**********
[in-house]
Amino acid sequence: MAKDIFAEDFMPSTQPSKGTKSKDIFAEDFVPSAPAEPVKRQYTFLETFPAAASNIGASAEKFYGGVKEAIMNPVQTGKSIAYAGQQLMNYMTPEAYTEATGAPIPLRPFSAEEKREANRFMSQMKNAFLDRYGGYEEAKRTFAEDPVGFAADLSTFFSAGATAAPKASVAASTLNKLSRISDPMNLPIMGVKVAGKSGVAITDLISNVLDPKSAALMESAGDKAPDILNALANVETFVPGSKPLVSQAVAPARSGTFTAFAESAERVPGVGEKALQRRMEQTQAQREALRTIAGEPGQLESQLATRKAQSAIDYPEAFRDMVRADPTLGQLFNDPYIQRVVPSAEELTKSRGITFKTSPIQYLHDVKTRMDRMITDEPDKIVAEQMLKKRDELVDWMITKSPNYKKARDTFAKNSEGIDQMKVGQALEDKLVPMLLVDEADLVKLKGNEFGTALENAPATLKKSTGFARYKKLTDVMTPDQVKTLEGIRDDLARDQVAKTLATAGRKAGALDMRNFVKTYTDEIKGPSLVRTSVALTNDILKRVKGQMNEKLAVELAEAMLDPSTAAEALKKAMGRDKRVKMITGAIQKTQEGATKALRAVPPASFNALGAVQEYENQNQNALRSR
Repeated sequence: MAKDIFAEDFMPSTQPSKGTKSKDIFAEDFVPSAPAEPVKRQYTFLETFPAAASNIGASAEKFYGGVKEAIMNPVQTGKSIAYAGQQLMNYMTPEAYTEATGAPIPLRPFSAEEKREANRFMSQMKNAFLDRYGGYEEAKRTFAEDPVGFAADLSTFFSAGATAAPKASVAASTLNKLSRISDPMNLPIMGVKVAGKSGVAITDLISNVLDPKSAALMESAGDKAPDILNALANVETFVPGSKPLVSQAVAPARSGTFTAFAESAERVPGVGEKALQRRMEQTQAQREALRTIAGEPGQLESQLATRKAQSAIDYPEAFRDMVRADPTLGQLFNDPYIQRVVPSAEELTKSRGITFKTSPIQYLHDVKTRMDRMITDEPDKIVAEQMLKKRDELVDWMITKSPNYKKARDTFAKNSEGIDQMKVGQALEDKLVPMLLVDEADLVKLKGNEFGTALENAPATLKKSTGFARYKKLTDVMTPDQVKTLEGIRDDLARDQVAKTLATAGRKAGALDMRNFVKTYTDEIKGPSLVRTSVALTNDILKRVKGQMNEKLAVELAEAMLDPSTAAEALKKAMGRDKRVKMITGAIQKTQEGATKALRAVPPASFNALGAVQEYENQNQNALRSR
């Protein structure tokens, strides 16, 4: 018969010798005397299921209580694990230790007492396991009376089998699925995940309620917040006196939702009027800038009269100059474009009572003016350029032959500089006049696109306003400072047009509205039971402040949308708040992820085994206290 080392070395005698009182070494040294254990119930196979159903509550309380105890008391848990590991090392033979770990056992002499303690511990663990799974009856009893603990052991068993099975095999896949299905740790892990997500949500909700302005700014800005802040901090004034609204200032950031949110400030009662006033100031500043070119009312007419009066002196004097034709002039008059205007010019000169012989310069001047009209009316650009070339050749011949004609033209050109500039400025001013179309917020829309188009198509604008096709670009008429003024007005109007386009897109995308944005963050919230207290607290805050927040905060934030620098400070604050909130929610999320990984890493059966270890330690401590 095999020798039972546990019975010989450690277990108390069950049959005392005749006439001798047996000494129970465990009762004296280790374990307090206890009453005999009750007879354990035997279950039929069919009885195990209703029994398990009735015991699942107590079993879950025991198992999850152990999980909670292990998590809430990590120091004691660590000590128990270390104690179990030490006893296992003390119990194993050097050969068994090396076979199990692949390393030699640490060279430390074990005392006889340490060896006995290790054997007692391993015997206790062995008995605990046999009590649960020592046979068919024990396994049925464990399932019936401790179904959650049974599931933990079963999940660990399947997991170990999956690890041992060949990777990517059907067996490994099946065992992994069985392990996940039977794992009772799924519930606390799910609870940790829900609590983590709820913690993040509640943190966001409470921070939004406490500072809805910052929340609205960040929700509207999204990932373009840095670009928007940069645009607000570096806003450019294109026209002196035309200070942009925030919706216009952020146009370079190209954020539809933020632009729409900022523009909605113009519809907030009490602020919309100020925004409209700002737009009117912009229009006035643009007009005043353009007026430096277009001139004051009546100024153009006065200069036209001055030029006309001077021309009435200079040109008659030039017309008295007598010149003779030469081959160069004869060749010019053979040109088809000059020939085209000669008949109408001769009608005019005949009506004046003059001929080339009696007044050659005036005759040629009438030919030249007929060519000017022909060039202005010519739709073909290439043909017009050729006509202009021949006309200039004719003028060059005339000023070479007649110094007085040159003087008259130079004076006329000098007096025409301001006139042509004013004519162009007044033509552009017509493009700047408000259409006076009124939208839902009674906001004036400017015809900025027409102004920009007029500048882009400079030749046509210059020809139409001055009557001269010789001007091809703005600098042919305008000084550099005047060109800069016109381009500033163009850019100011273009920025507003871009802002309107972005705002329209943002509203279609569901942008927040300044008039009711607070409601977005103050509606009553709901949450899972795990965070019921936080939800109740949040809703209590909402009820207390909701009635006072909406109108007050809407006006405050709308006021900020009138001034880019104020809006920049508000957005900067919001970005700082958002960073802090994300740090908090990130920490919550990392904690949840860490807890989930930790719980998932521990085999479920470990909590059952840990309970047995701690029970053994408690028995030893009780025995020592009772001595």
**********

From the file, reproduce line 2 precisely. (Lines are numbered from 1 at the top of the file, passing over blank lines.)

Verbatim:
Amino acid sequence: MAKDIFAEDFMPSTQPSKGTKSKDIFAEDFVPSAPAEPVKRQYTFLETFPAAASNIGASAEKFYGGVKEAIMNPVQTGKSIAYAGQQLMNYMTPEAYTEATGAPIPLRPFSAEEKREANRFMSQMKNAFLDRYGGYEEAKRTFAEDPVGFAADLSTFFSAGATAAPKASVAASTLNKLSRISDPMNLPIMGVKVAGKSGVAITDLISNVLDPKSAALMESAGDKAPDILNALANVETFVPGSKPLVSQAVAPARSGTFTAFAESAERVPGVGEKALQRRMEQTQAQREALRTIAGEPGQLESQLATRKAQSAIDYPEAFRDMVRADPTLGQLFNDPYIQRVVPSAEELTKSRGITFKTSPIQYLHDVKTRMDRMITDEPDKIVAEQMLKKRDELVDWMITKSPNYKKARDTFAKNSEGIDQMKVGQALEDKLVPMLLVDEADLVKLKGNEFGTALENAPATLKKSTGFARYKKLTDVMTPDQVKTLEGIRDDLARDQVAKTLATAGRKAGALDMRNFVKTYTDEIKGPSLVRTSVALTNDILKRVKGQMNEKLAVELAEAMLDPSTAAEALKKAMGRDKRVKMITGAIQKTQEGATKALRAVPPASFNALGAVQEYENQNQNALRSR